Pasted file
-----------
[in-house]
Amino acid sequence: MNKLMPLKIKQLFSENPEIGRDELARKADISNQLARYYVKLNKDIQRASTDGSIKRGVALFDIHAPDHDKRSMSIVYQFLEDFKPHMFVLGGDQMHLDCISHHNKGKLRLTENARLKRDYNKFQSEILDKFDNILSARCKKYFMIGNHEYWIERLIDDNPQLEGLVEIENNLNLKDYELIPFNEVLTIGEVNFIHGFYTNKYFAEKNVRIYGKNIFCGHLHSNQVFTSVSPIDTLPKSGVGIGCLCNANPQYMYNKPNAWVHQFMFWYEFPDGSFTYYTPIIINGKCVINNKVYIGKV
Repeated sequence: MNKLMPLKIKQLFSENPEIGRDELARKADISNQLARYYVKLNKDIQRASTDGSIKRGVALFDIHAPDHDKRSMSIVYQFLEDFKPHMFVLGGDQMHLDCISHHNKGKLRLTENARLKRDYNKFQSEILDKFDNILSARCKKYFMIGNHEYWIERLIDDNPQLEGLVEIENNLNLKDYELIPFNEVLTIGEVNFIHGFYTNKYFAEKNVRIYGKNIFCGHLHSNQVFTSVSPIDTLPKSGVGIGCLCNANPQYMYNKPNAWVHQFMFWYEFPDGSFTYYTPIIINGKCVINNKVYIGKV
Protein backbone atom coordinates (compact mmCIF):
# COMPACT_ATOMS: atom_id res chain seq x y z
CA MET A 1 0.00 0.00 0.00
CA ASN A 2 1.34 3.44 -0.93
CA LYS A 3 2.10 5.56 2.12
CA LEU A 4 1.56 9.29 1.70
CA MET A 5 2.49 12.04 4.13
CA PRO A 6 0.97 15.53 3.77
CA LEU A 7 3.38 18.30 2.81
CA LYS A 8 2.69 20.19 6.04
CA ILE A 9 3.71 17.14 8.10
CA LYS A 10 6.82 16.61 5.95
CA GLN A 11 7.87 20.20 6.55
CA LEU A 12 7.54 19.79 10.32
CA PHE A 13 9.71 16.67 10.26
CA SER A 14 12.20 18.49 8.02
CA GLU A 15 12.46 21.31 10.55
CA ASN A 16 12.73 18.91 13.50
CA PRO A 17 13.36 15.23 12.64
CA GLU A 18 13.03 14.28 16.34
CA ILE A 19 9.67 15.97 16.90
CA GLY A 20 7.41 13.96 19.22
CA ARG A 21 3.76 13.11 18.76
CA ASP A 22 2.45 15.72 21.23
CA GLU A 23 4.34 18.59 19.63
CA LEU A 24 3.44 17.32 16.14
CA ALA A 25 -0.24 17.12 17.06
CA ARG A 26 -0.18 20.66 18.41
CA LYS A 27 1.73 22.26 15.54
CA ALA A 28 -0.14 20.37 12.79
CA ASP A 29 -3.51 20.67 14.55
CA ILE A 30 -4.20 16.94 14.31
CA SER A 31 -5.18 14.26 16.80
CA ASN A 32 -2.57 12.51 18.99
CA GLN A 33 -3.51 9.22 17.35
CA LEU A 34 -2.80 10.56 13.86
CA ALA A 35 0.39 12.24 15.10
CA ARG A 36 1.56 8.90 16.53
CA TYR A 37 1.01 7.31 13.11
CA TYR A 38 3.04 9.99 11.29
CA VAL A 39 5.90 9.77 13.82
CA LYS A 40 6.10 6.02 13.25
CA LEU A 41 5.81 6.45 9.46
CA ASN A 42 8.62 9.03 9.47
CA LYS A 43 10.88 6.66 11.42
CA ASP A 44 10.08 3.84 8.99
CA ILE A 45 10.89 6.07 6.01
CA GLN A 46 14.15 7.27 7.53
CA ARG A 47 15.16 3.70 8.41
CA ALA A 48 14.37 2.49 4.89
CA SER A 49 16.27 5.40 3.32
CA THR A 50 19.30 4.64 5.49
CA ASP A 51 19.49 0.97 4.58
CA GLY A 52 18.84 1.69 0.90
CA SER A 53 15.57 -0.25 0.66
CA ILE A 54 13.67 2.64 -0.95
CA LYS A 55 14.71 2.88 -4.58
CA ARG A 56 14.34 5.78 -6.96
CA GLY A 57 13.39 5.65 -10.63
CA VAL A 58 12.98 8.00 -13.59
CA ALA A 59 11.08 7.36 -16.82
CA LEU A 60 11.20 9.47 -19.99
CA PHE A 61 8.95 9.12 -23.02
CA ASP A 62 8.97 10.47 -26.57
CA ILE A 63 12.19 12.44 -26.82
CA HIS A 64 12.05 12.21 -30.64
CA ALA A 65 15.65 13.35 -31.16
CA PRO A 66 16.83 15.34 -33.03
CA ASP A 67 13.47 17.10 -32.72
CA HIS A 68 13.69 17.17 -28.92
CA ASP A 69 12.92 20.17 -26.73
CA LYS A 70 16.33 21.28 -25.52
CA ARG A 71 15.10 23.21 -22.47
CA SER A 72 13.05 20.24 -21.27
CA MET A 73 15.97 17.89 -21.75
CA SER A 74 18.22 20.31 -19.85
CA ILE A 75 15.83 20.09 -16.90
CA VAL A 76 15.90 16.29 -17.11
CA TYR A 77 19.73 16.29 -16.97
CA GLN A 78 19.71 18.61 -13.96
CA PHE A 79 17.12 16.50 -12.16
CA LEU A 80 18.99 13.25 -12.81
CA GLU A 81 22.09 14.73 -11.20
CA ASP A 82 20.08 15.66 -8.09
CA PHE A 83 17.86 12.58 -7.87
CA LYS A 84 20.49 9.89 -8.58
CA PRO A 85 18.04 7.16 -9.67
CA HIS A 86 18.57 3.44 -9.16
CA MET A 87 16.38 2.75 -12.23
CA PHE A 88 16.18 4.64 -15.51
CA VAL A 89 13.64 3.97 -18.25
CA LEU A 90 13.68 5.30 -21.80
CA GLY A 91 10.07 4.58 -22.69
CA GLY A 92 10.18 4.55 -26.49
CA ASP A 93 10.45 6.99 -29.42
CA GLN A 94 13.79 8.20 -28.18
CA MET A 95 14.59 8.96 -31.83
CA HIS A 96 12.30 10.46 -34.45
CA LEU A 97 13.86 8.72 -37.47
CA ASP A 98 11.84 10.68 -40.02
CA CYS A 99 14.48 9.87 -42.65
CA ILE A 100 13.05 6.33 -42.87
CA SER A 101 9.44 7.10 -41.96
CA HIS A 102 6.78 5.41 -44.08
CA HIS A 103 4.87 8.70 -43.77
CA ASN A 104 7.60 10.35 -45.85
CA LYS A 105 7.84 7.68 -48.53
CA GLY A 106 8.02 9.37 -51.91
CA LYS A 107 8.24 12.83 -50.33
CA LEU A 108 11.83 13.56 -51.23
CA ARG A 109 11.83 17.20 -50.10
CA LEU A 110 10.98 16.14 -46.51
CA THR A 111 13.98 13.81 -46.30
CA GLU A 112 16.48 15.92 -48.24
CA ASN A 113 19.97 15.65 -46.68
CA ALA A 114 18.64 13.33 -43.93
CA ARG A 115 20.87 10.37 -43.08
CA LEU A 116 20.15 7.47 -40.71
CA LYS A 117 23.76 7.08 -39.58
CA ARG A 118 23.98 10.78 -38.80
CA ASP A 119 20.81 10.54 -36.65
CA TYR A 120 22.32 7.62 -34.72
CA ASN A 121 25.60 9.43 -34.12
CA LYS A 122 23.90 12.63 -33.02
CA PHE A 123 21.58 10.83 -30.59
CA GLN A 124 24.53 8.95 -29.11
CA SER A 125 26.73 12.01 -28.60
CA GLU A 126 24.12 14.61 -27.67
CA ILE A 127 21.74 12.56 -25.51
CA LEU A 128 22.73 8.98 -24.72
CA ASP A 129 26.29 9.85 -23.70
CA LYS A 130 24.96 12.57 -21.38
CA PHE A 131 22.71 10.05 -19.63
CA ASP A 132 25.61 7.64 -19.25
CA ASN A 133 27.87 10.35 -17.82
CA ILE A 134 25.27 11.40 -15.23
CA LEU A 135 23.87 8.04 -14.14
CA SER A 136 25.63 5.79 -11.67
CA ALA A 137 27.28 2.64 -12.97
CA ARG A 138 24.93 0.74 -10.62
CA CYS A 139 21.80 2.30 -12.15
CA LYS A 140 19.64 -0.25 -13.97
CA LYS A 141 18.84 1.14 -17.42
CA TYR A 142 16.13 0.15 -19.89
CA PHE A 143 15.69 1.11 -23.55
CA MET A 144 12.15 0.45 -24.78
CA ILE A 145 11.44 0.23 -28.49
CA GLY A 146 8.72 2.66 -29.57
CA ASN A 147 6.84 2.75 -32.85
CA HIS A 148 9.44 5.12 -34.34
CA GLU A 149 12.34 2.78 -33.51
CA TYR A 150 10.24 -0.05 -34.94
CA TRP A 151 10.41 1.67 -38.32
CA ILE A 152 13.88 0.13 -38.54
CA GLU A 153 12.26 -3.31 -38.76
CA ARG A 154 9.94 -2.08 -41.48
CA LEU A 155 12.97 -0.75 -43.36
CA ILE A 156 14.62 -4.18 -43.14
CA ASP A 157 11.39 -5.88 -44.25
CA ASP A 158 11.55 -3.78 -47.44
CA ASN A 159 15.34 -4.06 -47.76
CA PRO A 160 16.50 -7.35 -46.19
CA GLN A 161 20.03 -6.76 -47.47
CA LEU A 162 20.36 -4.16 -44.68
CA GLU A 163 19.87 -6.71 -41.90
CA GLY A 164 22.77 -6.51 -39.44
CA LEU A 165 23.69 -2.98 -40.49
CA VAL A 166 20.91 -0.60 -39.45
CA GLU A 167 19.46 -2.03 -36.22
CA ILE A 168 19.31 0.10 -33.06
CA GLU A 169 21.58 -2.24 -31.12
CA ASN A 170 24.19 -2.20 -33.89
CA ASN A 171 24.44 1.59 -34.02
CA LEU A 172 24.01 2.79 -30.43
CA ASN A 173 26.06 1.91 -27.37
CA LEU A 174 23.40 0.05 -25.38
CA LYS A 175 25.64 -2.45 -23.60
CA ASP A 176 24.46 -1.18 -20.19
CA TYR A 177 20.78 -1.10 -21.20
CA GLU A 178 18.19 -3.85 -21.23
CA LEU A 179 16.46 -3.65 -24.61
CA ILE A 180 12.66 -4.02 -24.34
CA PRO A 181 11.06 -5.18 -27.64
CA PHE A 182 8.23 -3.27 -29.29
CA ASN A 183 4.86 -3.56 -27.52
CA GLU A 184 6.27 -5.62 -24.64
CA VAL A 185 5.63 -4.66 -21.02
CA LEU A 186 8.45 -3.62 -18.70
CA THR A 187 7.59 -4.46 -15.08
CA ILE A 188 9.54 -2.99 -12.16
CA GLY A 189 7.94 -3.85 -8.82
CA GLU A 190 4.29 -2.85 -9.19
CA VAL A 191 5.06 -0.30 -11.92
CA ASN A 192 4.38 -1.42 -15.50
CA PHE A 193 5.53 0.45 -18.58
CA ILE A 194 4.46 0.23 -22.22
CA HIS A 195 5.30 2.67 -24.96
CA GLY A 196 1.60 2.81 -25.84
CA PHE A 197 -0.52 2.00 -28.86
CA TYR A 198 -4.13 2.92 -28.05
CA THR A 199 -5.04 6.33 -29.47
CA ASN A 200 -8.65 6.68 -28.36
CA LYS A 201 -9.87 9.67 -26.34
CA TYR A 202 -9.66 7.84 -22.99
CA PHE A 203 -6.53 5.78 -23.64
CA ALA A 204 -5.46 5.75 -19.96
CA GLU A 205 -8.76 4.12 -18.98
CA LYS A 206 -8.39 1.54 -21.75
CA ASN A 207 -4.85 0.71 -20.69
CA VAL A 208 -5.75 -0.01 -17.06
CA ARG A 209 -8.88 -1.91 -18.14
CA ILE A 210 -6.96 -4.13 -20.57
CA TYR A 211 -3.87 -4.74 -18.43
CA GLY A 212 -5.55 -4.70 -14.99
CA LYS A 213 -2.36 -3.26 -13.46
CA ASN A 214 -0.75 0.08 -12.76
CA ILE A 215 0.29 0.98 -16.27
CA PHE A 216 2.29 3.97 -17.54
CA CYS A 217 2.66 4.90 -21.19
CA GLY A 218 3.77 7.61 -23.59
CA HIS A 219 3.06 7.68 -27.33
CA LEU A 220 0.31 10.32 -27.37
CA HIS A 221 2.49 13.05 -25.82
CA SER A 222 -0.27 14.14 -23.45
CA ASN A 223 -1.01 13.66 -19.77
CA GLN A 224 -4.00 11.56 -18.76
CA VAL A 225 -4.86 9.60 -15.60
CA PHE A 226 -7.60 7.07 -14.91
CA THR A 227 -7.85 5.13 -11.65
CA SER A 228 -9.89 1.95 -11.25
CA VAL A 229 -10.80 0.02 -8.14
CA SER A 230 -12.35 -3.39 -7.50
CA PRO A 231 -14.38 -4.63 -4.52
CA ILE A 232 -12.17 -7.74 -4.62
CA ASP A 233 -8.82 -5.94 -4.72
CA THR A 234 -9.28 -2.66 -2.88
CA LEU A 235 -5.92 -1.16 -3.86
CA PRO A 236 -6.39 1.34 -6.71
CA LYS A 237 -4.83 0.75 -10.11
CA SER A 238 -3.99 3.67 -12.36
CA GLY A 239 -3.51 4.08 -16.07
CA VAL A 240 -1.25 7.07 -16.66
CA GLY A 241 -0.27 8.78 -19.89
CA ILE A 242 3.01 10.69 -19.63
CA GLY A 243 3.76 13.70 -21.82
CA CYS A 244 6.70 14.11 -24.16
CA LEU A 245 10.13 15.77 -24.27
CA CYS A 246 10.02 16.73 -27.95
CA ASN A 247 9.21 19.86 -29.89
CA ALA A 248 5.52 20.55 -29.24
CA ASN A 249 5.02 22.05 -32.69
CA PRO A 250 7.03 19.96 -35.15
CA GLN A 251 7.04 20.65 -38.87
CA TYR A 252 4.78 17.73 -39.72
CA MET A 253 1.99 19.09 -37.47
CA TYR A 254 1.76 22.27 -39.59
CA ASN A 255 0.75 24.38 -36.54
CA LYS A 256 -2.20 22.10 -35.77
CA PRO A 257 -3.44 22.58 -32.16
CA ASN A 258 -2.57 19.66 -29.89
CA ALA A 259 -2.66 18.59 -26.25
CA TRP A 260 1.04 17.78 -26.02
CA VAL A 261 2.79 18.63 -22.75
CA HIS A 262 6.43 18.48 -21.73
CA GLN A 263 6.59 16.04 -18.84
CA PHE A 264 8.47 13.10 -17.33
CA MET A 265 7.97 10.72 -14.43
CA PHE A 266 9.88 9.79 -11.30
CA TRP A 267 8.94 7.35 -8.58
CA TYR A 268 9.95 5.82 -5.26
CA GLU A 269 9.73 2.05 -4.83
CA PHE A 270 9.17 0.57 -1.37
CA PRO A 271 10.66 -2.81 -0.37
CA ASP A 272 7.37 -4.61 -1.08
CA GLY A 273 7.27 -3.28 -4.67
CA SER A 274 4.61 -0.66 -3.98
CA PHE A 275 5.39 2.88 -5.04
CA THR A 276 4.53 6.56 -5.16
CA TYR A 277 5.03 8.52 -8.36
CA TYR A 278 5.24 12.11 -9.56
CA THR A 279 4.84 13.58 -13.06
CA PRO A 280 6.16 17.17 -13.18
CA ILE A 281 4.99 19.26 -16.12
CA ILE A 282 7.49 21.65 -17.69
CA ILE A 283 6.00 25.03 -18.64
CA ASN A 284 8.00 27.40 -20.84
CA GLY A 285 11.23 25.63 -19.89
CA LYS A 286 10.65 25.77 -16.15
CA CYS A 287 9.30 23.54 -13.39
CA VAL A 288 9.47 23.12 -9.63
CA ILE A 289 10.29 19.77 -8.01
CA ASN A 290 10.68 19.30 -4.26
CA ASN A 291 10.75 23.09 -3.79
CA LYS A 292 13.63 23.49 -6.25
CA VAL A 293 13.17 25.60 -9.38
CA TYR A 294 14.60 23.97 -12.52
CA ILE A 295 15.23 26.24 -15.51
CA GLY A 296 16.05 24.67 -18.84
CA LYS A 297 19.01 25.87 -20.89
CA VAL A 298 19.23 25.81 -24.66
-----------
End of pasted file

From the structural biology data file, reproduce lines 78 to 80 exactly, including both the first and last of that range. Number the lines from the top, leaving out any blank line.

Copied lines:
CA MET A 73 15.97 17.89 -21.75
CA SER A 74 18.22 20.31 -19.85
CA ILE A 75 15.83 20.09 -16.90